Adele Gallogly

REFLECTIONS & REVIEWS

Ecclesiastes and the women of Mad Men

5 Comments

*Dorky confession: once upon a Christmastime my photographer sister persuaded me and my friends to dress up in 60’s fashion ala “Mad Men”. #dressupforgrownps

I share some thoughts on Ecclesiastes and the women of MadMen* over at ThinkChristian today. A snippet:

I wish I could call upon [Eugene] Peterson to pitch his contemporary paraphrase of Ecclesiastes to the denizens in the disturbingly materialistic and misogynistic world of “Mad Men,”which has its season finale Sunday.  It seems especially fitting to a 1960s advertising agency, with its ad-friendly colloquial phrases and repeated imagery of smoke. (Lucky Strike, anyone?)

Vanity of vanities, all is vanity … Everything is meaningless chasing after wind. These are anti-taglines that protagonist Don Draper (Jon Hamm) could use. He’s had a few decent – even tender – moral turns this season, but he is still very much vainly chasing the altars of power and wealth.

But enough about Don for the moment. I’d like to hold Ecclesiastes’ warnings up to two female characters: Peggy (Elisabeth Moss), the lead copywriter, and the office manager, Joan (Christina Hendricks). They’ve both made daring changes and hard choices this season. Will they be in vain?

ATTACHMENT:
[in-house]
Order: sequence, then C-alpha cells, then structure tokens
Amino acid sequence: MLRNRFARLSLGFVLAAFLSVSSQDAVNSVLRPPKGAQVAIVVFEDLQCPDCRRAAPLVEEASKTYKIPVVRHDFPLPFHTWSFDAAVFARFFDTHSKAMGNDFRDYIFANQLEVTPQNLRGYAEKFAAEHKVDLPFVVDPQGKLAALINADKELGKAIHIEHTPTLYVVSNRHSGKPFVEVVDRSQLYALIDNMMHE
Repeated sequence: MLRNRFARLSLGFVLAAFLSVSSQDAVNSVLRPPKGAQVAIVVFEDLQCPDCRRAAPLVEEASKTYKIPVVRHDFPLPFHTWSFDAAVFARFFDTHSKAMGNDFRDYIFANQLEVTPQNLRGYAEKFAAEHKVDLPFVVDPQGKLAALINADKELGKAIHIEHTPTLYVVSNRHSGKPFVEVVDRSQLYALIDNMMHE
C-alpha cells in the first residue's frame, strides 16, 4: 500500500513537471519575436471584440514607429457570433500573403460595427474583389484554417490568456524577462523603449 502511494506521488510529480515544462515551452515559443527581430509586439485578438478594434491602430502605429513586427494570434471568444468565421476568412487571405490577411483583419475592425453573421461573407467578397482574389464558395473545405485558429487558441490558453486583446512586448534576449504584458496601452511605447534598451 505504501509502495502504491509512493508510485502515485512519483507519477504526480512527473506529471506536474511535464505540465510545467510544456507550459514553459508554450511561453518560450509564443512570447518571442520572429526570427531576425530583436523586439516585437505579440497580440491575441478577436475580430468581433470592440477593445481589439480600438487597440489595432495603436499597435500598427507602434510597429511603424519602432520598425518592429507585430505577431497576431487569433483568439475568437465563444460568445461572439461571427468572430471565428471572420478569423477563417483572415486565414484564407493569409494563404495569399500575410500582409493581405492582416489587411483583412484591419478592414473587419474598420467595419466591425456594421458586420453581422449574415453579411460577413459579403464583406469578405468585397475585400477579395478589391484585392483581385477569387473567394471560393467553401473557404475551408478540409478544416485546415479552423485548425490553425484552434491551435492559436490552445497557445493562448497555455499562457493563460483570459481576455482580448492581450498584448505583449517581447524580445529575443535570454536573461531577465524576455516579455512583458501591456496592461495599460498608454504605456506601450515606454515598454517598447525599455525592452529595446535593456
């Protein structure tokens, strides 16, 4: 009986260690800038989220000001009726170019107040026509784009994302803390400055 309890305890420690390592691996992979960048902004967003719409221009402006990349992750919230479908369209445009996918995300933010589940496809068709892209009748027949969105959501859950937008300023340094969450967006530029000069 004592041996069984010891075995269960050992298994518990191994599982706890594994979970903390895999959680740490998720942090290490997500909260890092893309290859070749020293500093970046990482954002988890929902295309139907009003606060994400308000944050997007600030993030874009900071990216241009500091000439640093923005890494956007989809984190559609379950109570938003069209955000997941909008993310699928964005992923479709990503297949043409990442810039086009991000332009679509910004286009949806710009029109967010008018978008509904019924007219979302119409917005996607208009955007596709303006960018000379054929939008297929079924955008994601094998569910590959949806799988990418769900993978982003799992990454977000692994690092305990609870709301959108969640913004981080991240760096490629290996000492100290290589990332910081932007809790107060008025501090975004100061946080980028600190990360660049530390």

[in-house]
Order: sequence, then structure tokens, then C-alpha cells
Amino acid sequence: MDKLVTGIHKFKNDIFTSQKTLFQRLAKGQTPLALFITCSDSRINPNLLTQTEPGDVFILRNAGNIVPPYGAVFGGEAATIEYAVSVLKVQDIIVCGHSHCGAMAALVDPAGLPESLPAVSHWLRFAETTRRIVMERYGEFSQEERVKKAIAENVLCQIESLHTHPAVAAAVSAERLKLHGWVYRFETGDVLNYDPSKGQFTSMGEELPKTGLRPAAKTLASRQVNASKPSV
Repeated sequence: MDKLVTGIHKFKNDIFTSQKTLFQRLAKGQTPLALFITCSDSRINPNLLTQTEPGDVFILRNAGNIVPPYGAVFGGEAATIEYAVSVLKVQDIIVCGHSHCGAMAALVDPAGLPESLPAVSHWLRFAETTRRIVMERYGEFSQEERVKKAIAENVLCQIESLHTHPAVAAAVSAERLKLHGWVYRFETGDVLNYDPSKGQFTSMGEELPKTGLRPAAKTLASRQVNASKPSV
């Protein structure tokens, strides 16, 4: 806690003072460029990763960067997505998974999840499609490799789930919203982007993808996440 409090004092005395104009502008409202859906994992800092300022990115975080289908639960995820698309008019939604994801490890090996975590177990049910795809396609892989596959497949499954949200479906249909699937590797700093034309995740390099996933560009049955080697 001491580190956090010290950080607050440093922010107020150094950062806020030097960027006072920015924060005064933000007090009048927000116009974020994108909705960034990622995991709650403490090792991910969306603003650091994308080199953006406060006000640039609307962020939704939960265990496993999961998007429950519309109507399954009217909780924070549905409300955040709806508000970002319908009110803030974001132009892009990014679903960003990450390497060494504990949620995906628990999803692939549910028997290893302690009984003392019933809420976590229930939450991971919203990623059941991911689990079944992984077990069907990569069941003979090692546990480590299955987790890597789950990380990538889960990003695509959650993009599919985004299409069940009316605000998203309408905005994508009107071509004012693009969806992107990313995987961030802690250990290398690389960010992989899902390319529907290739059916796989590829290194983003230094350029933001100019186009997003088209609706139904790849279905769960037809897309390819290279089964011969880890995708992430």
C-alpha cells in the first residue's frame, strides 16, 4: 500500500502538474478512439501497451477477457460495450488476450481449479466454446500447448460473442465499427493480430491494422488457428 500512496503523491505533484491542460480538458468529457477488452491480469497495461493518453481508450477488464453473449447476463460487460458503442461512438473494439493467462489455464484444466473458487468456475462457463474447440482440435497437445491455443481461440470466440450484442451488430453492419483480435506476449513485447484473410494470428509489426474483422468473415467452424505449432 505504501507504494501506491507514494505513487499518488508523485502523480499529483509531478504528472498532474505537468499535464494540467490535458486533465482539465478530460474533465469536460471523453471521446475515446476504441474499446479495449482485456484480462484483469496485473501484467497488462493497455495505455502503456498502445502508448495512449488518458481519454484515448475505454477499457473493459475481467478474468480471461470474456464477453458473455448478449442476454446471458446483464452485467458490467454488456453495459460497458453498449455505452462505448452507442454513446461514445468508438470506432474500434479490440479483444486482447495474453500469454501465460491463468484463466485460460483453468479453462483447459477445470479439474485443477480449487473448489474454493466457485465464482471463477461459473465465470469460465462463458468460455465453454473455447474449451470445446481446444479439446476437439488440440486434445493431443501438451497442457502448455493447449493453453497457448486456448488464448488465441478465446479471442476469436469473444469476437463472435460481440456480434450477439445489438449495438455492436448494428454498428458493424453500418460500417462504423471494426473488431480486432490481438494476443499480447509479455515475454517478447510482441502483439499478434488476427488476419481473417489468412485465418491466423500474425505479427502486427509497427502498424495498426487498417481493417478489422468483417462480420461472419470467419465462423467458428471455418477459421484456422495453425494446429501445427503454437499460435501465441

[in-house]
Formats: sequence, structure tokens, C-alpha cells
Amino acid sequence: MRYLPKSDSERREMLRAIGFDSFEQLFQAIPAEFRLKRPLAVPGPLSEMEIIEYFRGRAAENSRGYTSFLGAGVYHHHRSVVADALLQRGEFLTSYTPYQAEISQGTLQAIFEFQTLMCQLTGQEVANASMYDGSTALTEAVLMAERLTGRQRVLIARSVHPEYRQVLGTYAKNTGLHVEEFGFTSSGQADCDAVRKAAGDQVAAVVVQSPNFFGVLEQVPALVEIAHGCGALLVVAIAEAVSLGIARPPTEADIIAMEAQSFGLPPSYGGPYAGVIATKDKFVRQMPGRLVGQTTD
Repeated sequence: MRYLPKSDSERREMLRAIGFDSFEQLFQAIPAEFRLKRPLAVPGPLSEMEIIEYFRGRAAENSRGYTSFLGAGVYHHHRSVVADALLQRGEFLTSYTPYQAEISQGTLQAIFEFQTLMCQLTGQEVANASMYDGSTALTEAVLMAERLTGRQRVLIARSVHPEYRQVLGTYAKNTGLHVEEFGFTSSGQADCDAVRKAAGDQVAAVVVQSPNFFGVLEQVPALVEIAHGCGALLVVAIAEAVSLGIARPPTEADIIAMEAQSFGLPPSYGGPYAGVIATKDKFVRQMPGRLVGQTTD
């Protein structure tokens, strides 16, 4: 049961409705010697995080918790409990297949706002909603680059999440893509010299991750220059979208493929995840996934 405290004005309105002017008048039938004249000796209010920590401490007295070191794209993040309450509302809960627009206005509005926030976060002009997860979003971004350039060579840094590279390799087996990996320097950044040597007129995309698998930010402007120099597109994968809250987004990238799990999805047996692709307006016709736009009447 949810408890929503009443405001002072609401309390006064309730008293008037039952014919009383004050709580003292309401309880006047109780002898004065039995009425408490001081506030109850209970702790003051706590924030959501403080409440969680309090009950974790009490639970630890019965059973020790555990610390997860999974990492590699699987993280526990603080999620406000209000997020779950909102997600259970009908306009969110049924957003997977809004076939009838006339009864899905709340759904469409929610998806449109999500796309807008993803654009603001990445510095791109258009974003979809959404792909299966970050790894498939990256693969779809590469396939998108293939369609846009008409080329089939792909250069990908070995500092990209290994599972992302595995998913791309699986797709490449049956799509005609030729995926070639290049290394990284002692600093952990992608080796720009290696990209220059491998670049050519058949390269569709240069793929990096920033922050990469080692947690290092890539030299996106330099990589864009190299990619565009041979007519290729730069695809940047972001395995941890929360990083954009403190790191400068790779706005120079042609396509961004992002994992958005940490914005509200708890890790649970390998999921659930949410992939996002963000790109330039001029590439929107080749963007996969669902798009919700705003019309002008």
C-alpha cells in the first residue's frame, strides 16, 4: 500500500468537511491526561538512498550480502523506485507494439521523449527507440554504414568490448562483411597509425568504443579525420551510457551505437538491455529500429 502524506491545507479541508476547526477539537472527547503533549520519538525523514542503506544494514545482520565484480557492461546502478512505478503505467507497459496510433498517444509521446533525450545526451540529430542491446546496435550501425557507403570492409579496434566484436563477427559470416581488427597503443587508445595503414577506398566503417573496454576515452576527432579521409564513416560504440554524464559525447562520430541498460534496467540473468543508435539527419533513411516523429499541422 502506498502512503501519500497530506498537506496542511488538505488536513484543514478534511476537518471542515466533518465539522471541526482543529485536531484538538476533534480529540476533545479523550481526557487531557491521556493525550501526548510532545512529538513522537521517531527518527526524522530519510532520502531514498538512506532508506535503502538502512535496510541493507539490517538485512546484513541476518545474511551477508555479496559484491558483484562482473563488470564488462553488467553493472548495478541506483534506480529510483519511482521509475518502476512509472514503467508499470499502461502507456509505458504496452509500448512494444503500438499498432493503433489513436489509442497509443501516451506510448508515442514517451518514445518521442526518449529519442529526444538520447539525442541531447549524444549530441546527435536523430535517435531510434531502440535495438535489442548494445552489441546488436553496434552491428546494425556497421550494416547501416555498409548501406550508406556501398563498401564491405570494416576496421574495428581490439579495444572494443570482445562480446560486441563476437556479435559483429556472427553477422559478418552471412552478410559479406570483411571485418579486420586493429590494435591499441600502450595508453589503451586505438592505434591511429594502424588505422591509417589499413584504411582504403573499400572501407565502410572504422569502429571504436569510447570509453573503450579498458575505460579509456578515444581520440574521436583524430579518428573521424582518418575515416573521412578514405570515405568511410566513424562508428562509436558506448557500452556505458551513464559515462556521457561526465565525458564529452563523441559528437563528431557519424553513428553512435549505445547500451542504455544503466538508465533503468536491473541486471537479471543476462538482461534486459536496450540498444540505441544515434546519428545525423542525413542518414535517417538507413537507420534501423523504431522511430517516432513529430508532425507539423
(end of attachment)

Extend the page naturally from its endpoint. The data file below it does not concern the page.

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Author: Adele Gallogly

I'm a writer and editor living in the lovely city of Hamilton, Ontario. By day, I write for World Renew, a relief and development agency; during evenings and weekends, I let short stories, essays, and other pieces out to play. I like to write about the intersection of faith, art, culture, and justice.

5 thoughts on “Ecclesiastes and the women of Mad Men

  1. Love how much Mad Men has to say to us; I just wrote about it the other day!

  2. i can’t watch that show for the same reason i can’t watch “house.” the main character(s) are just not likable. they’re all rude, selfish, boorish, sexist, and all you said. the women are very pretty, that’s for sure, but it’s not enough of a reason to spend an hour in front of the tv.

  3. Never has a television program made me so happy to have been raised in modest, unassuming circumstances.

  4. Adele, have you watched any of the back season episodes with the director’s commentary on? I find it fascinating to listen to all the thought that goes into the writing of this show.

    • I haven’t, Nancy–but I would love to get that behind-the-scenes look at this intriguing show. I’ll have to see if I can get the DVDs! And thanks for letting me know.

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